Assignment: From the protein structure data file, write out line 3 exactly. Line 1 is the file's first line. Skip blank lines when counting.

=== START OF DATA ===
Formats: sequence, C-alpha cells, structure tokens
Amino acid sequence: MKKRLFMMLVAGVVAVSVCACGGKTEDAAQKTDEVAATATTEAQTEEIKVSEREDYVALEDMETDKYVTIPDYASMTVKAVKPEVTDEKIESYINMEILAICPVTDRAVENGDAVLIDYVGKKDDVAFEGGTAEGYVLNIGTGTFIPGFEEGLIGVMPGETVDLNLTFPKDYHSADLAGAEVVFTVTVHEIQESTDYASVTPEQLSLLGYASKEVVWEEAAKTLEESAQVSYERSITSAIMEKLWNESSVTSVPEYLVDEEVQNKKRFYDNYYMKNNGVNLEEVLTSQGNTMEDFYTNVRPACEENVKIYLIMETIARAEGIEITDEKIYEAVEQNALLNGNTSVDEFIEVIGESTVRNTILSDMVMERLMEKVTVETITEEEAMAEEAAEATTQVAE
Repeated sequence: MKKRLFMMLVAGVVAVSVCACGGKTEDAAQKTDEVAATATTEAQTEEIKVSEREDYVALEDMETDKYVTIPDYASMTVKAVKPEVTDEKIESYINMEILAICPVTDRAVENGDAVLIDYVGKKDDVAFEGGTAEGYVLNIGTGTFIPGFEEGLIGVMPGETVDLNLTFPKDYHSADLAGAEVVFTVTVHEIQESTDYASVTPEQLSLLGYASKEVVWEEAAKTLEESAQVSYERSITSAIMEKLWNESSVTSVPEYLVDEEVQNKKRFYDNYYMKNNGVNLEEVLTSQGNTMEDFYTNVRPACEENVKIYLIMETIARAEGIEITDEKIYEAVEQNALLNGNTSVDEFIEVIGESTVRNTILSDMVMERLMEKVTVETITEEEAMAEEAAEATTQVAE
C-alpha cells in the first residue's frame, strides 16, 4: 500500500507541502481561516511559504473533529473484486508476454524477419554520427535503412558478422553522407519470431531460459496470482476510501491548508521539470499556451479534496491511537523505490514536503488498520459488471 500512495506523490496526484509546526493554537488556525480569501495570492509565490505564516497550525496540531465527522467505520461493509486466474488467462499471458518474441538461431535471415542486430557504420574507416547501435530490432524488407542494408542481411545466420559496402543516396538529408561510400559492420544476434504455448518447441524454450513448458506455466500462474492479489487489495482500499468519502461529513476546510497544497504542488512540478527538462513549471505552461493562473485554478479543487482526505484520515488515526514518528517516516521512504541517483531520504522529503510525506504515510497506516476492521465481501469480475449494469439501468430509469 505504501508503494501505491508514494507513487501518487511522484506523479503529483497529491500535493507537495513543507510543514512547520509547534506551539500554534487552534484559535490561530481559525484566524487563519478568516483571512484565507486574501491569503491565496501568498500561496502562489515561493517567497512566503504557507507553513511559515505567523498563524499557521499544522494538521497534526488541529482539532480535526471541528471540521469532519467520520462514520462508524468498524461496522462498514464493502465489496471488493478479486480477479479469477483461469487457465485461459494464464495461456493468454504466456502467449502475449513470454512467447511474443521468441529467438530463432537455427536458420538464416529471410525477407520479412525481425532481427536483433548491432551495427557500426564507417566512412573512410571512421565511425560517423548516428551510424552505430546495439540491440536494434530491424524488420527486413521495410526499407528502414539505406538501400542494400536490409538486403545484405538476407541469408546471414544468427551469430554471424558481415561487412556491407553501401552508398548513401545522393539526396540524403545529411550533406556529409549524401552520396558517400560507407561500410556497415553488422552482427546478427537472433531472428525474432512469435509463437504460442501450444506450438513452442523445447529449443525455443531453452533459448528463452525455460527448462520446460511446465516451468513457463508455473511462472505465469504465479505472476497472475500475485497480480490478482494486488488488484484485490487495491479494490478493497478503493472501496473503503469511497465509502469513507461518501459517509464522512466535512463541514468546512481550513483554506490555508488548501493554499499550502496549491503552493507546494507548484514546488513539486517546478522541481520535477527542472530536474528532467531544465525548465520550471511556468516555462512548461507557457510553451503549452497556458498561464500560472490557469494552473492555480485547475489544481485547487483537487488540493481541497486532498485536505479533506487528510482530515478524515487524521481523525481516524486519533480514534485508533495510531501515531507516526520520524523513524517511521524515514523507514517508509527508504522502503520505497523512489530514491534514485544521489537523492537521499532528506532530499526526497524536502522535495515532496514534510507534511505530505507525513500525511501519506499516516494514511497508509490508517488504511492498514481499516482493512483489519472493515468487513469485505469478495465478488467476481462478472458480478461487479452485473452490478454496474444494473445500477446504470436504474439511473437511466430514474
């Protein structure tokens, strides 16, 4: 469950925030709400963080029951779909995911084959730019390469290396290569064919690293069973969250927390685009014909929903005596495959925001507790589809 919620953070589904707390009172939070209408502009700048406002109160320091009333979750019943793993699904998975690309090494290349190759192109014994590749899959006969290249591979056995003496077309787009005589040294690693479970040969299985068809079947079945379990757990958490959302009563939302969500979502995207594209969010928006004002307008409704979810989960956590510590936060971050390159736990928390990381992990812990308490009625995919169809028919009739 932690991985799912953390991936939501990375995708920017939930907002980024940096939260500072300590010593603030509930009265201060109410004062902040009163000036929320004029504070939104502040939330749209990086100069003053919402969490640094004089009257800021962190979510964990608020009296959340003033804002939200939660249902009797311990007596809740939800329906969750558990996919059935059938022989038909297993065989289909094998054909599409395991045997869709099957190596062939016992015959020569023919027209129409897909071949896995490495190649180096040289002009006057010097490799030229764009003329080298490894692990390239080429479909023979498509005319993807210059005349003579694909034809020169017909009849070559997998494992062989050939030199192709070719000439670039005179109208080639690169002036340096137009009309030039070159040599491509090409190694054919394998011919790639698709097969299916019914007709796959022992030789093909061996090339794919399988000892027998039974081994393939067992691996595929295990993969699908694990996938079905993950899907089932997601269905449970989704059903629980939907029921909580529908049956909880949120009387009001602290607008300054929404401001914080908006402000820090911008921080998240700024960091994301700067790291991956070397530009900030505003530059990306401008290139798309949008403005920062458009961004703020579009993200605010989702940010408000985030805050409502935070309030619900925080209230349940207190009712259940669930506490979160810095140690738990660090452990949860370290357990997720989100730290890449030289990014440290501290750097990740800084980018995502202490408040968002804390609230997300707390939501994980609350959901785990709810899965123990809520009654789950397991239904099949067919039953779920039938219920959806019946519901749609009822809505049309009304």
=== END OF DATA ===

Repeated sequence: MKKRLFMMLVAGVVAVSVCACGGKTEDAAQKTDEVAATATTEAQTEEIKVSEREDYVALEDMETDKYVTIPDYASMTVKAVKPEVTDEKIESYINMEILAICPVTDRAVENGDAVLIDYVGKKDDVAFEGGTAEGYVLNIGTGTFIPGFEEGLIGVMPGETVDLNLTFPKDYHSADLAGAEVVFTVTVHEIQESTDYASVTPEQLSLLGYASKEVVWEEAAKTLEESAQVSYERSITSAIMEKLWNESSVTSVPEYLVDEEVQNKKRFYDNYYMKNNGVNLEEVLTSQGNTMEDFYTNVRPACEENVKIYLIMETIARAEGIEITDEKIYEAVEQNALLNGNTSVDEFIEVIGESTVRNTILSDMVMERLMEKVTVETITEEEAMAEEAAEATTQVAE